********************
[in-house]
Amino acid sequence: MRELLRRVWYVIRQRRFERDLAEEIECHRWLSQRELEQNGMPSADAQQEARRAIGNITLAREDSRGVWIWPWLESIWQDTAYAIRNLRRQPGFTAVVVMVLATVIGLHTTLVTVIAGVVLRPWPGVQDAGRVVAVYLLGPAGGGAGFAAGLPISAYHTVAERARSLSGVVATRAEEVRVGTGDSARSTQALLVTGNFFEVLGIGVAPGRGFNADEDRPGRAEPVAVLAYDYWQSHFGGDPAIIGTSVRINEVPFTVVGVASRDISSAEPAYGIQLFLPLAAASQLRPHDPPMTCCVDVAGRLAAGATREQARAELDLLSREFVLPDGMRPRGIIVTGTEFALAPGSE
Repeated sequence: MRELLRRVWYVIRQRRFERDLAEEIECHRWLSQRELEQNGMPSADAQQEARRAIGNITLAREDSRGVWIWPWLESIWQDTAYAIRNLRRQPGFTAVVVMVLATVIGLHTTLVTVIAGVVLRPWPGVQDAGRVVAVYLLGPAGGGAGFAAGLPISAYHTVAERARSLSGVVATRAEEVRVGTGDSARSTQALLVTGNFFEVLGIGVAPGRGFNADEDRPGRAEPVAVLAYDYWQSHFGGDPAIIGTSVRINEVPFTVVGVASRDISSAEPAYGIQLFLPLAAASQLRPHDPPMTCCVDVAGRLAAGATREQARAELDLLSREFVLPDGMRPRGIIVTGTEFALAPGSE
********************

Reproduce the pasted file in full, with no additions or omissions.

[in-house]
Amino acid sequence: MRELLRRVWYVIRQRRFERDLAEEIECHRWLSQRELEQNGMPSADAQQEARRAIGNITLAREDSRGVWIWPWLESIWQDTAYAIRNLRRQPGFTAVVVMVLATVIGLHTTLVTVIAGVVLRPWPGVQDAGRVVAVYLLGPAGGGAGFAAGLPISAYHTVAERARSLSGVVATRAEEVRVGTGDSARSTQALLVTGNFFEVLGIGVAPGRGFNADEDRPGRAEPVAVLAYDYWQSHFGGDPAIIGTSVRINEVPFTVVGVASRDISSAEPAYGIQLFLPLAAASQLRPHDPPMTCCVDVAGRLAAGATREQARAELDLLSREFVLPDGMRPRGIIVTGTEFALAPGSE
Repeated sequence: MRELLRRVWYVIRQRRFERDLAEEIECHRWLSQRELEQNGMPSADAQQEARRAIGNITLAREDSRGVWIWPWLESIWQDTAYAIRNLRRQPGFTAVVVMVLATVIGLHTTLVTVIAGVVLRPWPGVQDAGRVVAVYLLGPAGGGAGFAAGLPISAYHTVAERARSLSGVVATRAEEVRVGTGDSARSTQALLVTGNFFEVLGIGVAPGRGFNADEDRPGRAEPVAVLAYDYWQSHFGGDPAIIGTSVRINEVPFTVVGVASRDISSAEPAYGIQLFLPLAAASQLRPHDPPMTCCVDVAGRLAAGATREQARAELDLLSREFVLPDGMRPRGIIVTGTEFALAPGSE